"Under pressure from fellow Democrats, the chairman of the Senate Finance Committee endorsed additional measures to defray the cost of insurance for working class families on Tuesday as the panel opened debate on sweeping health care legislation," The Associated Press reports. "Aides said the changes announced by Sen. Max Baucus, D-Mont., would commit an additional $50 billion over a decade to making insurance more affordable." Among Baucus' list of changes were "several sought by [Sen. Olympia] Snowe [R-M.E.] as well as Democrats."
"The chairman announced he was revising his bill to increase the subsidies going to families with incomes of up to 400 percent of poverty. Baucus also exempted policies sold to workers in high-risk fields from a proposed excise tax. At the same time, to recover some of the revenue that would be lost, he proposed raising the tax from 35 percent to 40 percent. Additionally, Baucus called for a stricter limit on the additional charges that insurance companies may impose on older consumers seeking coverage." Another change "scaled back a proposed penalty on families who defy a requirement to purchase insurance, dropping them from a maximum of $3,800 to $1,900" (Espo and Werner, 9/22).
AdvertisementDow Jones Newswires/The Wall Street Journal: "To pay for some of the changes, Baucus proposed new limits on itemized deductions for medical expenses. The Senate Finance Committee is moving toward a vote on the package as early as the end of this week." In an additional change to the excise tax on high-premium health plans, "Baucus changed the way the tax is indexed so its impact on Americans will grow more slowly. While the initial proposal was tied to the consumer price index, the revised draft uses an index of CPI plus 1%."Also, people in "high-risk professions such as coal miners and firefighters, and retirees over 55 would be allowed to have pricier plans before the excise tax kicks in" (Vaughan and Yoest, 9/22).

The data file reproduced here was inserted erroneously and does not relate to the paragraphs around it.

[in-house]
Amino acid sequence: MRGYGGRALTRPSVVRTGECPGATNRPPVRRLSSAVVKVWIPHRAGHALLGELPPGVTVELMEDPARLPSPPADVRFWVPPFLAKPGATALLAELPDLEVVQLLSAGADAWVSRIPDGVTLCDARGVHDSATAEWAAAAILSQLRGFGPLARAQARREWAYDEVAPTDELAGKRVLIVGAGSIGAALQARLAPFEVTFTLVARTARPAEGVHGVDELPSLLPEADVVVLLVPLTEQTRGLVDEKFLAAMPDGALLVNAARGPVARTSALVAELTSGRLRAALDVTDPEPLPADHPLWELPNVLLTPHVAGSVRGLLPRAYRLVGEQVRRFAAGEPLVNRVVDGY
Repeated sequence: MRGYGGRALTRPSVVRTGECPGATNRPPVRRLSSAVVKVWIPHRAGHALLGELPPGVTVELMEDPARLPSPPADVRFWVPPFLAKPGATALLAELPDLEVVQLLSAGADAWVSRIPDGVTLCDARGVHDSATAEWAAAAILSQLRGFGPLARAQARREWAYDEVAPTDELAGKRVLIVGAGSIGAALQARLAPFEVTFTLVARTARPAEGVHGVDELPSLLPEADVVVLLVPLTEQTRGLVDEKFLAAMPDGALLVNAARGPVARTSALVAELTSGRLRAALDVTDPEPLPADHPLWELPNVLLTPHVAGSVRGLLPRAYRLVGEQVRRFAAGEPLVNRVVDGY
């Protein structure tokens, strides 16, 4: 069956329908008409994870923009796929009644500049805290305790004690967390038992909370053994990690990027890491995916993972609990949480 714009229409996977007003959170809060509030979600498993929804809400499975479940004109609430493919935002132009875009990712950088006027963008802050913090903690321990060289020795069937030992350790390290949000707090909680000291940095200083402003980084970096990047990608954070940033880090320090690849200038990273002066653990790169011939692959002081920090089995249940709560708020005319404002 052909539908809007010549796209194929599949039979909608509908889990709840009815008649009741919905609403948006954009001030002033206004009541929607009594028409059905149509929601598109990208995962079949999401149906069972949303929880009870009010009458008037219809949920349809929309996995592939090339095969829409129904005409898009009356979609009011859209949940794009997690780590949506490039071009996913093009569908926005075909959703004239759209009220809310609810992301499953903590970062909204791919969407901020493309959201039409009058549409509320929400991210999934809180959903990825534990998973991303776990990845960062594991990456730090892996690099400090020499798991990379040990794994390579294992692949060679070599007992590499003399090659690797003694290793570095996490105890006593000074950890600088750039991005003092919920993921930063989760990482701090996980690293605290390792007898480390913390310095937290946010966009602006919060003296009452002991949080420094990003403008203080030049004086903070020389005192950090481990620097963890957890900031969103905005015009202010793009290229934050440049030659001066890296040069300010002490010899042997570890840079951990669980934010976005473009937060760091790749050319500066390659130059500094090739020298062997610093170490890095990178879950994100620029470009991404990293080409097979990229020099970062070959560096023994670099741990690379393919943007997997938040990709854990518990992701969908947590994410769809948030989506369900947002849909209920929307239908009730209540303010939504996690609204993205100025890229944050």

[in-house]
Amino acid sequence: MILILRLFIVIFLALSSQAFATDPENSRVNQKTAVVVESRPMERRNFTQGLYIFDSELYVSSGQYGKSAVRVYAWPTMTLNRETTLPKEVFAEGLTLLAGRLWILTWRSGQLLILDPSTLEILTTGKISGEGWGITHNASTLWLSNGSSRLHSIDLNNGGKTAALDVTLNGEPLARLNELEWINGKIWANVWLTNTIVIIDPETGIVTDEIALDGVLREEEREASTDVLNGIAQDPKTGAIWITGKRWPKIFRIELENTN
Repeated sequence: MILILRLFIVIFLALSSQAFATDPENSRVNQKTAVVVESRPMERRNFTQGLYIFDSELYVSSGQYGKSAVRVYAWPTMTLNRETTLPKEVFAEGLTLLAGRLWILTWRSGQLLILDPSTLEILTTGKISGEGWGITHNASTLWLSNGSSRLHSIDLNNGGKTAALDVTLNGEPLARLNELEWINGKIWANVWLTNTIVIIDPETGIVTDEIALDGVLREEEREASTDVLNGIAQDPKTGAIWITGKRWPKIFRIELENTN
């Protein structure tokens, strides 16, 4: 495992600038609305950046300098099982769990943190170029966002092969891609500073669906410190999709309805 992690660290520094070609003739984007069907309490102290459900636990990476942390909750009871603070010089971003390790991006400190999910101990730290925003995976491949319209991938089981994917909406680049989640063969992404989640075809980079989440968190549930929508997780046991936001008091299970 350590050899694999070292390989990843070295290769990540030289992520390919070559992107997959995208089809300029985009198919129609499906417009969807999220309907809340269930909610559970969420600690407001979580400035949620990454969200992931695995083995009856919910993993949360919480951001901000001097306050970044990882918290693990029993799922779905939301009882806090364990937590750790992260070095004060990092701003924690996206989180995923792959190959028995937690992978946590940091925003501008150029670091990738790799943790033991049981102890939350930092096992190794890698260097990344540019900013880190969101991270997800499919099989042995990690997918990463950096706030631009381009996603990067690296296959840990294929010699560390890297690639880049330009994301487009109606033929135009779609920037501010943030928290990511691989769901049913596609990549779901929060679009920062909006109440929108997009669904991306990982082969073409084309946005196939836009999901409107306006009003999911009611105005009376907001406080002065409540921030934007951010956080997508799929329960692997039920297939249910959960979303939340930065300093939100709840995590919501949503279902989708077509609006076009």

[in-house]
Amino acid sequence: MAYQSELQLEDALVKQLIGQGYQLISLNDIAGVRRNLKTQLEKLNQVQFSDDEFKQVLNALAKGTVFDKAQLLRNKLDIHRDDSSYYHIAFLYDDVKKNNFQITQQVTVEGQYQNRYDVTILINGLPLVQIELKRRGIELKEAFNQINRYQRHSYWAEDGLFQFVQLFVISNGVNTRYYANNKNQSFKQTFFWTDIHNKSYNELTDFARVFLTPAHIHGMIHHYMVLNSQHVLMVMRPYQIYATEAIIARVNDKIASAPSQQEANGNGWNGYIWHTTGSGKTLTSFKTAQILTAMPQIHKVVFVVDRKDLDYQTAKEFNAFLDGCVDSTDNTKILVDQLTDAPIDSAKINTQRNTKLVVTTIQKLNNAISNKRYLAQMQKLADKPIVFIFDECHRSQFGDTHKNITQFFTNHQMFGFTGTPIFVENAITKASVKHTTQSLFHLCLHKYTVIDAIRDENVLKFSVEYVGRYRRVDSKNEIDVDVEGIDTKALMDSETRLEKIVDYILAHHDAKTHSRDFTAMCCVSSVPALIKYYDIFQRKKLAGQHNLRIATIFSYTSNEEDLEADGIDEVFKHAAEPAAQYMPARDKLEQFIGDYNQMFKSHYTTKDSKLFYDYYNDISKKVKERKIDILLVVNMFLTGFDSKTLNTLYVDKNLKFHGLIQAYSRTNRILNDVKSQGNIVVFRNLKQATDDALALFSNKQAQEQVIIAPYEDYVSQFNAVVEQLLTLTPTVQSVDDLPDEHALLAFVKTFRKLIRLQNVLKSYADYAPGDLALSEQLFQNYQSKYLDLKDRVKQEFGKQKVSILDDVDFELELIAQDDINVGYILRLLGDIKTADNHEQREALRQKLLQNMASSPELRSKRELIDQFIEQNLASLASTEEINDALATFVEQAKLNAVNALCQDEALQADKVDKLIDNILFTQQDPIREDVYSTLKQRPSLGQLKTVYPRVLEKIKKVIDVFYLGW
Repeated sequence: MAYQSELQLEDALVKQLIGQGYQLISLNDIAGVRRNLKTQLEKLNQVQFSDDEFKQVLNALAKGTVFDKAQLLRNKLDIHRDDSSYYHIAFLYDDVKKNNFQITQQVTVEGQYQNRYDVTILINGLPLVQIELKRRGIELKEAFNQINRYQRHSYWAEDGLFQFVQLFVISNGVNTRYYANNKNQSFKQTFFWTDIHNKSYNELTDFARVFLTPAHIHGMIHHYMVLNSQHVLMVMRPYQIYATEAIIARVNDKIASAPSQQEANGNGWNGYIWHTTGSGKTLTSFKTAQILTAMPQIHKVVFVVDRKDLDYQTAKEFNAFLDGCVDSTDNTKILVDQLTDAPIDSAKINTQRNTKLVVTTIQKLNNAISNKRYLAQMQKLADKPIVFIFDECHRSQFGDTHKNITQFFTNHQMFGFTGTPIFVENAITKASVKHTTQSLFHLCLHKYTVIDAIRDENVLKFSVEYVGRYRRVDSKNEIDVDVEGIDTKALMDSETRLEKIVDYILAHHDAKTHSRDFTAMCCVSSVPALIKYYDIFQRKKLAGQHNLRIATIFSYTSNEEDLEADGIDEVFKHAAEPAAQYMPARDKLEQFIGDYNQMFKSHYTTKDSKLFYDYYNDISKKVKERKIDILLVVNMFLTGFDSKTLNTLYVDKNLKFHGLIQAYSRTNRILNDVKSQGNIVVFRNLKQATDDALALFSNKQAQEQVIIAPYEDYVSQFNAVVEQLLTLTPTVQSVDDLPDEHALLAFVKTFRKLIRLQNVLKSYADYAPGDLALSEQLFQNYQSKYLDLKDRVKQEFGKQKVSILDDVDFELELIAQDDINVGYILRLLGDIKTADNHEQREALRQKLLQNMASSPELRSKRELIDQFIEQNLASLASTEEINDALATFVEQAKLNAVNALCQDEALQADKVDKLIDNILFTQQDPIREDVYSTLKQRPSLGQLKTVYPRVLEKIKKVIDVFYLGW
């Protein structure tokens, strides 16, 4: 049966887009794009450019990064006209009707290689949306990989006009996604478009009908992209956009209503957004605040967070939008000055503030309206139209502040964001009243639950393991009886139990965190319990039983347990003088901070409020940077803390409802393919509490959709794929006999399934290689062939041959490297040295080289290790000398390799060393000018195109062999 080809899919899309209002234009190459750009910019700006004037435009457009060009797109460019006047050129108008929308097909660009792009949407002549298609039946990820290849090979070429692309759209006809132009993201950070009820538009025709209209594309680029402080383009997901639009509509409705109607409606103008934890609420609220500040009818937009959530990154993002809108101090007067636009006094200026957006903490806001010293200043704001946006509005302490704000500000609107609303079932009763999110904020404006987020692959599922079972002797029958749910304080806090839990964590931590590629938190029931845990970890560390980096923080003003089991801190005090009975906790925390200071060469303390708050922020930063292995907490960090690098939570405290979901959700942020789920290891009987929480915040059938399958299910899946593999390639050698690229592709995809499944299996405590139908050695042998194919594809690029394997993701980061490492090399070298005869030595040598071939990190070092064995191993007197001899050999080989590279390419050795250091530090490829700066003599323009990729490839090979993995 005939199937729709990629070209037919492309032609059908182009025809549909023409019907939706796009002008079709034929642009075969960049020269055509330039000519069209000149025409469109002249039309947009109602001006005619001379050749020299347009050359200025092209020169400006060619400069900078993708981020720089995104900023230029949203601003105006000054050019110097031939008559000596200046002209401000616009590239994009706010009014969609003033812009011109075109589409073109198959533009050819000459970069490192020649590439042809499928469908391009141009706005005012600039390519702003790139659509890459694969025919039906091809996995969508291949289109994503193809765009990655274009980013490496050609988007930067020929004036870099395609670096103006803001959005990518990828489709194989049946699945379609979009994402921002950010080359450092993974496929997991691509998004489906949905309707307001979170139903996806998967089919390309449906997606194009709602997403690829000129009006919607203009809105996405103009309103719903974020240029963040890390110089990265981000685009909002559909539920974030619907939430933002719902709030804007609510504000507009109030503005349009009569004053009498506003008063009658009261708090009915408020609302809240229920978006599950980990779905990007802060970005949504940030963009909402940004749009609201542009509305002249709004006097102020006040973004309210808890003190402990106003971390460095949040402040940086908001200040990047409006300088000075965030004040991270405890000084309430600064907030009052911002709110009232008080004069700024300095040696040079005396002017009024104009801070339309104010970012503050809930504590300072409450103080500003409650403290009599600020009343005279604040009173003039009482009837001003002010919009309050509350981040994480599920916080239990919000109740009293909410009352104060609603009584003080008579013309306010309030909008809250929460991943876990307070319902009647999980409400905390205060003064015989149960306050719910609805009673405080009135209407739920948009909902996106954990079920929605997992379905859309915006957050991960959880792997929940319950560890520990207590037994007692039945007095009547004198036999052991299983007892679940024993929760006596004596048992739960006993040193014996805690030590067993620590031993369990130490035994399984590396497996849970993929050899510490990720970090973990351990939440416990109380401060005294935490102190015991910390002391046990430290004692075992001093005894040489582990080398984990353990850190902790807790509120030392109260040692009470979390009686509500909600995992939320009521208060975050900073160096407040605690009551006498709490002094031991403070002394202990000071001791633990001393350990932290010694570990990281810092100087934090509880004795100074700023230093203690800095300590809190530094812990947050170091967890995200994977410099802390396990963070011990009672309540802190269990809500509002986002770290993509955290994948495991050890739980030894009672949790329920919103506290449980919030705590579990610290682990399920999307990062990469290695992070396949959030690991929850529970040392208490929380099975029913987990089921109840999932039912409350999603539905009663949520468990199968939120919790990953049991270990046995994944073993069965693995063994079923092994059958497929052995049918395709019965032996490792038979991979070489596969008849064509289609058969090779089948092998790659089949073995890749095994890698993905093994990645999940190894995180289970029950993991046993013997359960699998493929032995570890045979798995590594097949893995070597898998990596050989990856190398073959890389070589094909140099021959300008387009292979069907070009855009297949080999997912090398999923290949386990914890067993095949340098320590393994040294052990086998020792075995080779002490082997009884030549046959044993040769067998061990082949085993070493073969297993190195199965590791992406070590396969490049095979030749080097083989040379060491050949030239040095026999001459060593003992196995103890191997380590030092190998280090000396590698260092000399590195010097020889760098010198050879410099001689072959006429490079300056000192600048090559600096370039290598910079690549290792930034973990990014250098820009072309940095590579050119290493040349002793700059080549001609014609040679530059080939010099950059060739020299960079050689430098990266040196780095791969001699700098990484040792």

In a separate article, AP reports that "The Senate is backing away from a health care tax that would have affected consumer products like contact lenses, thermometers, condoms and even scented maxi-pads. Senate Finance Committee chairman Max Baucus says he will exempt consumer products costing up to $100 from his proposed $4 billion-a-year tax on manufacturers of medical devices" (9/22).
Bloomberg: "Peter Orszag, director of the U.S. Office of Management and Budget, said that the Senate Finance Committee health bill will significantly expand health care coverage while saying the bill will be 'deficit reducing'" (Runningen, 9/22).
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